Annual Conference Announcement and Call for Papers
April 15-17, 2021
Virtual Conference via Zoom
The Western States Folklore Society, invites you to join us in exploring the theme of “Folklore’s Role in Trans-Pacific Communication,” and to exchange ideas on other topics within the field.
The Western States are essential to trans-Pacific communication in our increasingly globalized world, especially with respect to the reconstruction of identity within and between diverse cultural groups with distinct folk practices. An important issue for the Western States Folklore Society is the role folklore plays in trans-Pacific communication today. We encourage presentations that explore immigration, cyber-community, group identity, family folklore, diaspora experience, multilingual education through folklore, and other relevant issues.
As always, the theme is a suggestion for those considering presentation, not a requirement. We welcome proposals for individual papers and organized panels on any topic related to folklore.
Please note that this year’s Archer Taylor Lecturer will be Dan Ben-Amos (see above), whose definition of folklore as “artistic communication in small groups” has inspired many a study, pro and con.
Registration: Conference registration has begun. Papers will be presented via Zoom on Friday, April 16 and Saturday, April 17. All those have registered (including paying the registration fee) by the time the sessions begin will be sent invitations with links. Only those who have registered will be admitted to sessions.
Nonmembers who join the Society at the time of registration are eligible for membership benefits, including reduced registration fees and a subscription to Western Folklore. The registration fee for regular members is $20; for non-members $35. The registration fees for student/retired members is $10; for non-members $20. If registering by mail, please make checks out to the Western States Folklore Society and address them to:
Western States Folklore Society
17591 River Ranch Rd
Grass Valley, CA 95949
Paper presentations: Participants wishing to present a paper must submit by email a short (100-150 word) abstract by February 1, 2021. The following Abstract guidelines are also available on the Meetings page on the WSFS website.
Note: Please read the following description carefully, and be sure to follow the stated guidelines exactly. If accepted, your abstract will be printed as given. Be sure to proofread it for grammar and spelling.
Please submit abstracts of 100-150 words in Microsoft Word by February 1, 2021. Please use the following format:
LAST NAME, First Name (Affiliation in parentheses). Title in boldface. Abstract text (100-150 words only) in regular typeface (not bold). (Your email address, enclosed in parentheses)
- Please use Microsoft Word: PDF and email text are not acceptable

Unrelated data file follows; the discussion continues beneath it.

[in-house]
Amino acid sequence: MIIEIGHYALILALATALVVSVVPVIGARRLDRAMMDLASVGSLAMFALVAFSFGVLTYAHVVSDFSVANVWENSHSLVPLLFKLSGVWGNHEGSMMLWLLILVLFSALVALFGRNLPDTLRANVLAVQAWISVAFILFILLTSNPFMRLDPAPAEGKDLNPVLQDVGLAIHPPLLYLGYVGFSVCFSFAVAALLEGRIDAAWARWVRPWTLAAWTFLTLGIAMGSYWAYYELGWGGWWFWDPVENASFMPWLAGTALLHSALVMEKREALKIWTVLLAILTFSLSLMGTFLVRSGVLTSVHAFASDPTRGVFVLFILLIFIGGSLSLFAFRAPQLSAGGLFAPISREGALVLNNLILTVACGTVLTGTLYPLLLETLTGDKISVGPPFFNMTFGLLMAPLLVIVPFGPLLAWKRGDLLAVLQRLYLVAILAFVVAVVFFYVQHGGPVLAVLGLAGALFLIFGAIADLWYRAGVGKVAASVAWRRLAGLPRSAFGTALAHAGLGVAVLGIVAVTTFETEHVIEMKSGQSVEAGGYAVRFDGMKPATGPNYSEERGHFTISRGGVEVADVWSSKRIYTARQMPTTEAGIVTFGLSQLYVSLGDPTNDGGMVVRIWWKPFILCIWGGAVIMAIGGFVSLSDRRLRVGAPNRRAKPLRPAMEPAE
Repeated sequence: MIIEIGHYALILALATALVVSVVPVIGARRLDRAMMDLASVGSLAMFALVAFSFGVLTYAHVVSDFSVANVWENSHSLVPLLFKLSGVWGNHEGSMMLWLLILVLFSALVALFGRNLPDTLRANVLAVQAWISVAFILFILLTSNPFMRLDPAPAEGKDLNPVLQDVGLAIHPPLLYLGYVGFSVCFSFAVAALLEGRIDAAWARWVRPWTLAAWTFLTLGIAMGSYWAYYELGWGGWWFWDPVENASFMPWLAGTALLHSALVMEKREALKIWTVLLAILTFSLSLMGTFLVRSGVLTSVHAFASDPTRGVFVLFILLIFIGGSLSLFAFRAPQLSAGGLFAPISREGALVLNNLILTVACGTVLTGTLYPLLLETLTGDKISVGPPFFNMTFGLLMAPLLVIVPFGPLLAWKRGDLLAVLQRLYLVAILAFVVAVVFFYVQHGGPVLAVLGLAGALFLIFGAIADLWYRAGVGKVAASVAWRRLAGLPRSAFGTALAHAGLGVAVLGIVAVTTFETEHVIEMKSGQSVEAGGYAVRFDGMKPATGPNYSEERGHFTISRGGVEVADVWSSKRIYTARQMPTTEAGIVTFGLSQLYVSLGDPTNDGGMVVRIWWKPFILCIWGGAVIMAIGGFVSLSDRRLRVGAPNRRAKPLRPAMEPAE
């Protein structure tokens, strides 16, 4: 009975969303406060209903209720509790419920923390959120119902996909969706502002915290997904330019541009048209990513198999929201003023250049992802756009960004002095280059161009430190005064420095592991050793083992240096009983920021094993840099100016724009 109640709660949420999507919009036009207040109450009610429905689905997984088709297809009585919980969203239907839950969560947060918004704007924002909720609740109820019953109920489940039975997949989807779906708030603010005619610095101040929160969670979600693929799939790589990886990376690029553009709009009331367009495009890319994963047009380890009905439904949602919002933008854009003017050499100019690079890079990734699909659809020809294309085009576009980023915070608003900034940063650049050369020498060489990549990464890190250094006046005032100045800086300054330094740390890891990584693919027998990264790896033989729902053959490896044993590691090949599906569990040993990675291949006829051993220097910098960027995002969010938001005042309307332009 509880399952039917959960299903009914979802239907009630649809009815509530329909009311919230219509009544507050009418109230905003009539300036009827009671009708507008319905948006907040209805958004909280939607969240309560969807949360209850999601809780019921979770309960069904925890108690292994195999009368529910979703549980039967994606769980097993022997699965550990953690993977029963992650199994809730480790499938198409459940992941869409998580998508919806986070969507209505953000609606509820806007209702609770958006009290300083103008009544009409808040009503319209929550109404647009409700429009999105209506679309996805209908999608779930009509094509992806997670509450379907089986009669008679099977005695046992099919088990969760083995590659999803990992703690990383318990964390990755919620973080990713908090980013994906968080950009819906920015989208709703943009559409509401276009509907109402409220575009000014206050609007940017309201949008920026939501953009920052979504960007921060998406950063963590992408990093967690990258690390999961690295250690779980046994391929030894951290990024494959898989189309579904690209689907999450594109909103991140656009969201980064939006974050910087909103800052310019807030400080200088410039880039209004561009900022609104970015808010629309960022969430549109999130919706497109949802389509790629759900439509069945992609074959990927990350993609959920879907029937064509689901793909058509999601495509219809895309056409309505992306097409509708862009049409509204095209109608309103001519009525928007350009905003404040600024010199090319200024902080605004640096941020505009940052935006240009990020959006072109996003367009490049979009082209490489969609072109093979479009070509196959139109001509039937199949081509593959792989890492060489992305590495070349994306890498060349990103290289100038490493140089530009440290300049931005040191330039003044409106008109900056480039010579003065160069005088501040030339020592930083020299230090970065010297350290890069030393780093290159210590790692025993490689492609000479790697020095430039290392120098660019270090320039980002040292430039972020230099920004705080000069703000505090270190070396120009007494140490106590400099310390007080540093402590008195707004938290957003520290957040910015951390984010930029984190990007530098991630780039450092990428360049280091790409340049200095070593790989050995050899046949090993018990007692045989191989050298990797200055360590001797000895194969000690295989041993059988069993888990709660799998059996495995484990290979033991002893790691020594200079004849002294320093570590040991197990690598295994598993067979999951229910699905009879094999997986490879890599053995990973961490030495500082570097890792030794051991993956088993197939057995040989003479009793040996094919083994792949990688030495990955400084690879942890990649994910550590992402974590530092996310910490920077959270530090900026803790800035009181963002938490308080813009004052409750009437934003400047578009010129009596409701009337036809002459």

- The full abstract—including your name, presentation title, descriptive text, and email address—must be a single paragraph; do not separate title from text
- Descriptive text must not exceed 150 words (that is, not including name, affiliation, title of presentation, and email address).
Abstracts that do not follow these guidelines will be returned to the author for revision.
Abstracts should be submitted to the Abstract Review Committee. Cut and paste the following address into your email program: email@example.com.
Registration fees should be postmarked the same day as the abstract submission and should be accompanied by a brief note indicating your name and paper title (non-presenters please indicate “non-presenter”). All correspondence will be handled electronically unless specifically requested otherwise.
JORDAN-SMITH, Paul (Western States Folklore Society). Of Black Holes, Virality, Uncertainty, and Incompleteness. Science, technology, history, and other scholarly disciplines are rich resources for folk idioms. By referencing their academic sources, such idioms self-justify, establishing and extending their usage just as do contemporary legends and other folk genres. This paper addresses how certain idioms result from simplifying, broadening, distorting, or ignoring their original and narrower technical and historical meanings, psychological mechanisms that may reveal underlying world views and transient attitudes like those described by Lakoff and Johnson. Here I explore a few quasi- scholarly idioms in light of Oring’s critique of memetics as well as more traditional approaches to an understanding of how such idioms are generated, how they function, and how they are used in general discourse. (firstname.lastname@example.org)
Please check this page again for further information as it develops.